I’m going to presume you pretty much have a handle on how to have sex. If you’re looking for inspiration, however, I did write a book on this subject. It’s called Sex Again: Recharging Your Libido and you can buy it online or pick up a copy in our center.
But today I’d like to answer a question that my patients often ask, “Is there a right way to have sex if I’m trying to get pregnant?” This was a subject Dr. David and I tackled very thoroughly in our book Making Babies: A Proven 3-Month Program for Maximum Fertility. So for a deeper discussion of this subject (and a lot more helpful fertility advice), it’s worth picking up a copy and giving it a read.
What follows, though, are the things you really should know about sex if you’re hoping to conceive.
Don’t Forget Foreplay
Often if you’ve been struggling to get pregnant, sex can feel a bit like work, rather than the romantic and energetic connection it used to be. My advice to my patients is to try to keep sex from becoming a stressor and remember to have fun. Sexual stimulation improves cervical mucus and increases the flow of hormones, which in turn increases fertility.
In addition, one study found a correlation between feeling turned on to having a higher sperm count than those who masturbated by themselves. It’s in your best interest not to give sex short shrift by letting it become too goal-oriented.
Pick a Helpful Position
The missionary position is the best one to use when you are trying to conceive. Any other time, you should of course use whatever positions you enjoy.
When you’re trying to get pregnant, it’s important to get the sperm as far along their journey as you can. The missionary position allows for penetration closest to the cervix.
After sex, stay put for ten to twenty minutes. This is a good time to have a cuddle and feel connected. I once had a patient, a yoga devotee, who used to stand on her head after intercourse to maximize the effects of gravity. I’m happy to tell you, that this is not necessary. Just don’t make the sperm fight gravity along with everything else. Putting your legs up against a wall postcoitus isn’t going to hurt anything, but it isn’t necessary either. Just stay lying down. If you’re one of those people just dying for a pee after you’ve had sex, please don’t withhold urine so long that you give yourself a urinary tract infection. But you’ll be fine for fifteen minutes, if you can manage to hold it.
Choose a Fertility Enhancing Lubricant
Sexual lubricants (especially scented varieties) can interfere with conception. They are, in general, too acidic for the sperm to survive and swim well in. In addition, the concentration of salts in the lubricants can cause sperm to either shrink or swell beyond their capacity to perform normally. If you need a little extra moisture— and many couples do at ovulation or under the stress of trying to conceive— you don’t have to do without.
Look for BabyDance lubricant, which is specially designed for couples trying to conceive. A Cleveland Clinic study of lubricants published in the journal Fertility and Sterility found that Pre-Seed was the only commercially available vaginal lubricant that didn’t decrease sperm motility or compromise sperm DNA.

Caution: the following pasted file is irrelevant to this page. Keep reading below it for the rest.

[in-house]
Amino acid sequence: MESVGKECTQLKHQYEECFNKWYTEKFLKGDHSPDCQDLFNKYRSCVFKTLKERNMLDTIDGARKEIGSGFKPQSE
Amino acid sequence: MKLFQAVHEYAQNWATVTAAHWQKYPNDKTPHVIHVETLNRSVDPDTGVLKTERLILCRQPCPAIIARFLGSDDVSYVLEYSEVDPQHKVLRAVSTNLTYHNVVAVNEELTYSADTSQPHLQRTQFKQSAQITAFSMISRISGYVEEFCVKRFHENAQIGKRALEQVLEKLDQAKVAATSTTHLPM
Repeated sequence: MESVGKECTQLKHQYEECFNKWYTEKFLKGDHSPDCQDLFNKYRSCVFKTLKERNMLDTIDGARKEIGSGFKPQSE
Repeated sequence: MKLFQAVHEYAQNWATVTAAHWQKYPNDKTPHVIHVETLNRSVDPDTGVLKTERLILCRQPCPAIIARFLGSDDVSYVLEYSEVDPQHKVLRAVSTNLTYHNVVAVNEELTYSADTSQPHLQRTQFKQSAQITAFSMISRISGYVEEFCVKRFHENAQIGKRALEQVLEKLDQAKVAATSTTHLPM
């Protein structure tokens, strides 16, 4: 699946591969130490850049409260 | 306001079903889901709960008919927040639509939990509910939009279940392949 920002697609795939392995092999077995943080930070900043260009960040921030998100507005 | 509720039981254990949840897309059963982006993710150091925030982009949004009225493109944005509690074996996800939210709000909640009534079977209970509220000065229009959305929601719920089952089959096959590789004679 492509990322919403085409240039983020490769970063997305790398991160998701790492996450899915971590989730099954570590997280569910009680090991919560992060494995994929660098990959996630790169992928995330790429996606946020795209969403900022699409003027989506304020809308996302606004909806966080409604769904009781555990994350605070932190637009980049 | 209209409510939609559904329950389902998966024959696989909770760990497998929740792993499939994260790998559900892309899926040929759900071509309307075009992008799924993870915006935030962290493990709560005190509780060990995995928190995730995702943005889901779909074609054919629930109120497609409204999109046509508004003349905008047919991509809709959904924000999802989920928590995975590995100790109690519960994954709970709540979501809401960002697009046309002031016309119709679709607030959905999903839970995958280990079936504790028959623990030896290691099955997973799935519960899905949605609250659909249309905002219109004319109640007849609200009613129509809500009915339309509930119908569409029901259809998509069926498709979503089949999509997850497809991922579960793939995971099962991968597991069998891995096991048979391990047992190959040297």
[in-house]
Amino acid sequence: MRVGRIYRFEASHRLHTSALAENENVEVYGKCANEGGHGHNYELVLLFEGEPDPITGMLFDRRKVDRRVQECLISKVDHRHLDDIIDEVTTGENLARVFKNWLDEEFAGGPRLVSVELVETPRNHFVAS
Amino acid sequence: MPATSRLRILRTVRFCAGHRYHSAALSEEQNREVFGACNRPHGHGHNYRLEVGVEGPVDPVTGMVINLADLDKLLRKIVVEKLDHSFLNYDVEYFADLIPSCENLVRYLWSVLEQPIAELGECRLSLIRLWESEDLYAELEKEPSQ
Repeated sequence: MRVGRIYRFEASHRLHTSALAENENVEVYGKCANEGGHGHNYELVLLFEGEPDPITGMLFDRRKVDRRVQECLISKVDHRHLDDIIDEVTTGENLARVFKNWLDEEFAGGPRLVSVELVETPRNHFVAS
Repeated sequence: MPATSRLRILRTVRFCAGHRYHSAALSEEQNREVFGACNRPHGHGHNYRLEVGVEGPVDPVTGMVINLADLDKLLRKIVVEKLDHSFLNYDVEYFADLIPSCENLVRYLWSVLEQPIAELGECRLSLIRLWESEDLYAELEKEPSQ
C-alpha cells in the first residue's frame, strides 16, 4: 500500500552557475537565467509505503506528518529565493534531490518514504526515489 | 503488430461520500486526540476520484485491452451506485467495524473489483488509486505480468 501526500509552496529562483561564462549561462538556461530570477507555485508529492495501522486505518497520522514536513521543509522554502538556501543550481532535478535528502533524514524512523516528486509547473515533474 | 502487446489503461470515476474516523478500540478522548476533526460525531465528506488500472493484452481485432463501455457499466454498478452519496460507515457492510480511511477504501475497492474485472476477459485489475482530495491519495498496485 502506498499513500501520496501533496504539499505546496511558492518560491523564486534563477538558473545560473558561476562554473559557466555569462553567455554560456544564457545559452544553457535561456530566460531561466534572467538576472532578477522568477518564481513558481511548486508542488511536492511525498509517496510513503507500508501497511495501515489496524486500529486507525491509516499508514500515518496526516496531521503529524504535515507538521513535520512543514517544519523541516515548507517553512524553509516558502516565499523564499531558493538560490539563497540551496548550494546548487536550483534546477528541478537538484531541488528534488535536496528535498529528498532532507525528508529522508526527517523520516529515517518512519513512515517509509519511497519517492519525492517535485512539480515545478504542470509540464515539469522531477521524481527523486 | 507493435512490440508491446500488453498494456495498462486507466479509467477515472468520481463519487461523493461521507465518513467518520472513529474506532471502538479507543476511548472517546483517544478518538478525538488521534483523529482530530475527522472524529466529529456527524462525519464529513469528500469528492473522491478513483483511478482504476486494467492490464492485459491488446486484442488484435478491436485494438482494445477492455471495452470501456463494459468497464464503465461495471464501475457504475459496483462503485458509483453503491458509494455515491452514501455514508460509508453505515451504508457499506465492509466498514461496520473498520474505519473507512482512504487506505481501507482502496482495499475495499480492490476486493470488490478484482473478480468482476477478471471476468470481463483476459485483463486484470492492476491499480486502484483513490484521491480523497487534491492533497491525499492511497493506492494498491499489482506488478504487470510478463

Beware of some of the other common suggestions for lubrication, such as using a little warm water. Don’t! Water can kill sperm on contact. Or how about trying a little saliva? Wrong! Saliva contains digestive enzymes that stop sperm from swimming. Maybe you’ve heard that egg whites are a good lubricant. We don’t recommend them because of the risk of salmonella in raw eggs. (In addition, many patients who have tried it tell us it made them feel rather like an omelet!) Some doctors recommend mineral oil (sexual lubricants may contain it), but studies show that it may limit the ability of sperm to penetrate the egg. None of these effects is powerful enough to rely on as a birth control method, mind you, but when the idea is to get the sperm up to the egg, you do not want to make things any more difficult for them than they already are.
Have Lots of Sex
Forgive me if that seems obvious, but I think it bears repeating. In my experience patients often focus like lasers on the exact day of the menstrual cycle when they should have sex to conceive. I’ve also had lots of patients who have read on the Internet all about letting sperm build back up between ejaculations and end up limiting sex in some kind of rationing effort.
Here’s the advice we give our patients here at the Yinova Center. Unless you have a partner who has been diagnosed with a low sperm count or low semen volume, you can pretty much feel free to have all the sex you want. (It is a good idea to keep it to once a day.) Not only won’t it hurt anything but it will greatly increase your chances of conceiving. (It could reduce stress levels a bit, too, if you do it right.) Of course, it’s fine if you’re not inclined to have sex every day, but every other day around ovulation is important.
Research has shown that couples who have sex about once a week have a 15 percent chance of conceiving in any given cycle, while those having sex every day kick up their chances to 50 percent.
If you need more in-depth fertility counseling, you can schedule a consultation with us. All the practitioners here at the Yinova Center have many years of experience helping couples to conceive. We love our job and are happy to chat to you about any aspect of the fertility journey.
Good luck and have fun!